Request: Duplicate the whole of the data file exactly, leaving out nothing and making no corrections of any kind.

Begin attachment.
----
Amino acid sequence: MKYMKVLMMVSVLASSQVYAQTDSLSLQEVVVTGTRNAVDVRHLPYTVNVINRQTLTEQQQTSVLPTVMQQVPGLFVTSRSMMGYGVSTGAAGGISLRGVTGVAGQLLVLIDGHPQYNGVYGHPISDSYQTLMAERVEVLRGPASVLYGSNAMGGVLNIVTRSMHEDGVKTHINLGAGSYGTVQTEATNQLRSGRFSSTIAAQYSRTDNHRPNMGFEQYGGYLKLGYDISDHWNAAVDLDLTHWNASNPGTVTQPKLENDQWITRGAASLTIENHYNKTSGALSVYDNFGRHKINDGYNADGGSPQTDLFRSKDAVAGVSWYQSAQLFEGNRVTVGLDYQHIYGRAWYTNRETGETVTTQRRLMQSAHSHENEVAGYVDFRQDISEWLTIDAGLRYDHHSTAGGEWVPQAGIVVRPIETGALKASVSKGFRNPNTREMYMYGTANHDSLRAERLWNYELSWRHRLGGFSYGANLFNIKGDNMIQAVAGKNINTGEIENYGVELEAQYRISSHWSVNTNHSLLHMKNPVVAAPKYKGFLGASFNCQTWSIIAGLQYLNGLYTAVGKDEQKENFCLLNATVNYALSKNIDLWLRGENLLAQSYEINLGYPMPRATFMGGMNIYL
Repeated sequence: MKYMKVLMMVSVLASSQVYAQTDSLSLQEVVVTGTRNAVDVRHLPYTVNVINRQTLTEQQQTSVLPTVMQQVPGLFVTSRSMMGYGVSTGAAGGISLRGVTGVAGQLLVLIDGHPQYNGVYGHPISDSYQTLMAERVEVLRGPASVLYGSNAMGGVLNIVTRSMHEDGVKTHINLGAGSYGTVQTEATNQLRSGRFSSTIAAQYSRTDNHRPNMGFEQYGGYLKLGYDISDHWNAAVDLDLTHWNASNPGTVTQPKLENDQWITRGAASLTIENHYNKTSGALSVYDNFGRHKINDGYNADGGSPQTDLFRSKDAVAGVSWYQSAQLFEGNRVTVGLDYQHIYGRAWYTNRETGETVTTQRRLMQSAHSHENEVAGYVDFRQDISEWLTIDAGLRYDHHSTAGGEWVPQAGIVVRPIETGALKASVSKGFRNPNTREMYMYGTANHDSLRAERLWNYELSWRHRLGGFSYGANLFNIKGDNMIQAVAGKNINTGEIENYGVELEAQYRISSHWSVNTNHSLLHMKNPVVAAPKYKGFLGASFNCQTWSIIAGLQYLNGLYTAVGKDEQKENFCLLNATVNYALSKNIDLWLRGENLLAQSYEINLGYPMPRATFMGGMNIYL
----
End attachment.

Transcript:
Amino acid sequence: MKYMKVLMMVSVLASSQVYAQTDSLSLQEVVVTGTRNAVDVRHLPYTVNVINRQTLTEQQQTSVLPTVMQQVPGLFVTSRSMMGYGVSTGAAGGISLRGVTGVAGQLLVLIDGHPQYNGVYGHPISDSYQTLMAERVEVLRGPASVLYGSNAMGGVLNIVTRSMHEDGVKTHINLGAGSYGTVQTEATNQLRSGRFSSTIAAQYSRTDNHRPNMGFEQYGGYLKLGYDISDHWNAAVDLDLTHWNASNPGTVTQPKLENDQWITRGAASLTIENHYNKTSGALSVYDNFGRHKINDGYNADGGSPQTDLFRSKDAVAGVSWYQSAQLFEGNRVTVGLDYQHIYGRAWYTNRETGETVTTQRRLMQSAHSHENEVAGYVDFRQDISEWLTIDAGLRYDHHSTAGGEWVPQAGIVVRPIETGALKASVSKGFRNPNTREMYMYGTANHDSLRAERLWNYELSWRHRLGGFSYGANLFNIKGDNMIQAVAGKNINTGEIENYGVELEAQYRISSHWSVNTNHSLLHMKNPVVAAPKYKGFLGASFNCQTWSIIAGLQYLNGLYTAVGKDEQKENFCLLNATVNYALSKNIDLWLRGENLLAQSYEINLGYPMPRATFMGGMNIYL
Repeated sequence: MKYMKVLMMVSVLASSQVYAQTDSLSLQEVVVTGTRNAVDVRHLPYTVNVINRQTLTEQQQTSVLPTVMQQVPGLFVTSRSMMGYGVSTGAAGGISLRGVTGVAGQLLVLIDGHPQYNGVYGHPISDSYQTLMAERVEVLRGPASVLYGSNAMGGVLNIVTRSMHEDGVKTHINLGAGSYGTVQTEATNQLRSGRFSSTIAAQYSRTDNHRPNMGFEQYGGYLKLGYDISDHWNAAVDLDLTHWNASNPGTVTQPKLENDQWITRGAASLTIENHYNKTSGALSVYDNFGRHKINDGYNADGGSPQTDLFRSKDAVAGVSWYQSAQLFEGNRVTVGLDYQHIYGRAWYTNRETGETVTTQRRLMQSAHSHENEVAGYVDFRQDISEWLTIDAGLRYDHHSTAGGEWVPQAGIVVRPIETGALKASVSKGFRNPNTREMYMYGTANHDSLRAERLWNYELSWRHRLGGFSYGANLFNIKGDNMIQAVAGKNINTGEIENYGVELEAQYRISSHWSVNTNHSLLHMKNPVVAAPKYKGFLGASFNCQTWSIIAGLQYLNGLYTAVGKDEQKENFCLLNATVNYALSKNIDLWLRGENLLAQSYEINLGYPMPRATFMGGMNIYL